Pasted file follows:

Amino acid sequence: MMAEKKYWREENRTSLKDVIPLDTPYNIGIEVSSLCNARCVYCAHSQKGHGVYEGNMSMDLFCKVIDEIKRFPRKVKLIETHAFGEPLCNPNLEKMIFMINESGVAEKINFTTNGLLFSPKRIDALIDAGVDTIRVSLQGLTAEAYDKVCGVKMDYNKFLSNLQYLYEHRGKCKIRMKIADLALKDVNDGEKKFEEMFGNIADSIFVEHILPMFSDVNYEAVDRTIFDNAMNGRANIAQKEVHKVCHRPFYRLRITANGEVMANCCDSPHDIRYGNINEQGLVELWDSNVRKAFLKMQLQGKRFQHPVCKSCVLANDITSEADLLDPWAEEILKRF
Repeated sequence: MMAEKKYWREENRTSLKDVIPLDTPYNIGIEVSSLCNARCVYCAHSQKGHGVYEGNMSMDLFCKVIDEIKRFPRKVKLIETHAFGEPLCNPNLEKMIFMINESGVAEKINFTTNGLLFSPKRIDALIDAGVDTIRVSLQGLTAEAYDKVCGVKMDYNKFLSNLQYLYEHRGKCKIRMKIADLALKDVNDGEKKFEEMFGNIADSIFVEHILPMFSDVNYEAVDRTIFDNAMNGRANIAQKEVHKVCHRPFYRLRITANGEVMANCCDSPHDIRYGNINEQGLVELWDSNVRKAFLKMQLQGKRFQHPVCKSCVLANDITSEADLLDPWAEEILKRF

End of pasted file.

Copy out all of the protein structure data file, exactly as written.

Amino acid sequence: MMAEKKYWREENRTSLKDVIPLDTPYNIGIEVSSLCNARCVYCAHSQKGHGVYEGNMSMDLFCKVIDEIKRFPRKVKLIETHAFGEPLCNPNLEKMIFMINESGVAEKINFTTNGLLFSPKRIDALIDAGVDTIRVSLQGLTAEAYDKVCGVKMDYNKFLSNLQYLYEHRGKCKIRMKIADLALKDVNDGEKKFEEMFGNIADSIFVEHILPMFSDVNYEAVDRTIFDNAMNGRANIAQKEVHKVCHRPFYRLRITANGEVMANCCDSPHDIRYGNINEQGLVELWDSNVRKAFLKMQLQGKRFQHPVCKSCVLANDITSEADLLDPWAEEILKRF
Repeated sequence: MMAEKKYWREENRTSLKDVIPLDTPYNIGIEVSSLCNARCVYCAHSQKGHGVYEGNMSMDLFCKVIDEIKRFPRKVKLIETHAFGEPLCNPNLEKMIFMINESGVAEKINFTTNGLLFSPKRIDALIDAGVDTIRVSLQGLTAEAYDKVCGVKMDYNKFLSNLQYLYEHRGKCKIRMKIADLALKDVNDGEKKFEEMFGNIADSIFVEHILPMFSDVNYEAVDRTIFDNAMNGRANIAQKEVHKVCHRPFYRLRITANGEVMANCCDSPHDIRYGNINEQGLVELWDSNVRKAFLKMQLQGKRFQHPVCKSCVLANDITSEADLLDPWAEEILKRF